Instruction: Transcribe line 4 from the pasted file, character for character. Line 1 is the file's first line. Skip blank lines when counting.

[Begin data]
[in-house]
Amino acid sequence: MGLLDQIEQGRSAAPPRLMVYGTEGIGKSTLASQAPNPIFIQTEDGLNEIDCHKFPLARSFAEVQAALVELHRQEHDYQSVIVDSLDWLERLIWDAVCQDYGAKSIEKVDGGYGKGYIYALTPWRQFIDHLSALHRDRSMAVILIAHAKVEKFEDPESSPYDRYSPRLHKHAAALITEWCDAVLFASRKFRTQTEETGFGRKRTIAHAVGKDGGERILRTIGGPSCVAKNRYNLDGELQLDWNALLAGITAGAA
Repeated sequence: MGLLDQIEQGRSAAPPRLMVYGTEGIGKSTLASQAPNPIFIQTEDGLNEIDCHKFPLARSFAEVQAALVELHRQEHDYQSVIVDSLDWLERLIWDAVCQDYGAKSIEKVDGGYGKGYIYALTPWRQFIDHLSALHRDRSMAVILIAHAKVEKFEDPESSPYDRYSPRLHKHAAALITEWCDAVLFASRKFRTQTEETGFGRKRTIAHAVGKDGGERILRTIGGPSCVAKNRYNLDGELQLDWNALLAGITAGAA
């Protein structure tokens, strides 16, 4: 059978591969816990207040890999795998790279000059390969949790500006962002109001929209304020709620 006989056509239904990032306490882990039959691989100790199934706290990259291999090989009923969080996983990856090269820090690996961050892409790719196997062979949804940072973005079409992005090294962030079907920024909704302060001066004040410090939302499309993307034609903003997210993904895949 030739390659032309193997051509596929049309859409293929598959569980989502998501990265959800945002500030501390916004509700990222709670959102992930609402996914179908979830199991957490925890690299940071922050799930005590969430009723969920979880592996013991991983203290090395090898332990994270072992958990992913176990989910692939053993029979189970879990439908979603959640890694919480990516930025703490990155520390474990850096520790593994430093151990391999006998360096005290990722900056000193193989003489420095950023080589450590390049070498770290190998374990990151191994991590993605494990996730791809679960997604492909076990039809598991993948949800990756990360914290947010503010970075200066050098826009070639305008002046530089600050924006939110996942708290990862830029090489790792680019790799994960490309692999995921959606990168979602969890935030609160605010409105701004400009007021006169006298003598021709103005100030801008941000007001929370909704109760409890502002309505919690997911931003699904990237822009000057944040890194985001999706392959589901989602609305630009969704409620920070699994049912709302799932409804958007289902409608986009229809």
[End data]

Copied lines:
């Protein structure tokens, strides 16, 4: 059978591969816990207040890999795998790279000059390969949790500006962002109001929209304020709620 006989056509239904990032306490882990039959691989100790199934706290990259291999090989009923969080996983990856090269820090690996961050892409790719196997062979949804940072973005079409992005090294962030079907920024909704302060001066004040410090939302499309993307034609903003997210993904895949 030739390659032309193997051509596929049309859409293929598959569980989502998501990265959800945002500030501390916004509700990222709670959102992930609402996914179908979830199991957490925890690299940071922050799930005590969430009723969920979880592996013991991983203290090395090898332990994270072992958990992913176990989910692939053993029979189970879990439908979603959640890694919480990516930025703490990155520390474990850096520790593994430093151990391999006998360096005290990722900056000193193989003489420095950023080589450590390049070498770290190998374990990151191994991590993605494990996730791809679960997604492909076990039809598991993948949800990756990360914290947010503010970075200066050098826009070639305008002046530089600050924006939110996942708290990862830029090489790792680019790799994960490309692999995921959606990168979602969890935030609160605010409105701004400009007021006169006298003598021709103005100030801008941000007001929370909704109760409890502002309505919690997911931003699904990237822009000057944040890194985001999706392959589901989602609305630009969704409620920070699994049912709302799932409804958007289902409608986009229809």